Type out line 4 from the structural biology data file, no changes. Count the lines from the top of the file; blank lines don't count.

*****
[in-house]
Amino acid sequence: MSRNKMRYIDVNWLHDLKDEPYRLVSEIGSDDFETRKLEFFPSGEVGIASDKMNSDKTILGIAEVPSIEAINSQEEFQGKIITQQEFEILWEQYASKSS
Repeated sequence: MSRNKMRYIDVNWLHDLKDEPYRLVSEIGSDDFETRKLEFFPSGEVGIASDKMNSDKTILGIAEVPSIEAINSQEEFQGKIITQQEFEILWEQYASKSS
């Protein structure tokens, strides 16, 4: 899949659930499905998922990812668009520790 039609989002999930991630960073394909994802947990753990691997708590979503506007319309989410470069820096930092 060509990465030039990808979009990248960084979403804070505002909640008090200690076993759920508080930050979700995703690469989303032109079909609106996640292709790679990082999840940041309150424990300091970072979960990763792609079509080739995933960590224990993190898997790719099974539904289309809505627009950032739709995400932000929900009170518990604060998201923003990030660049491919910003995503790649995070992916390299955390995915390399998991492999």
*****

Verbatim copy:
């Protein structure tokens, strides 16, 4: 899949659930499905998922990812668009520790 039609989002999930991630960073394909994802947990753990691997708590979503506007319309989410470069820096930092 060509990465030039990808979009990248960084979403804070505002909640008090200690076993759920508080930050979700995703690469989303032109079909609106996640292709790679990082999840940041309150424990300091970072979960990763792609079509080739995933960590224990993190898997790719099974539904289309809505627009950032739709995400932000929900009170518990604060998201923003990030660049491919910003995503790649995070992916390299955390995915390399998991492999």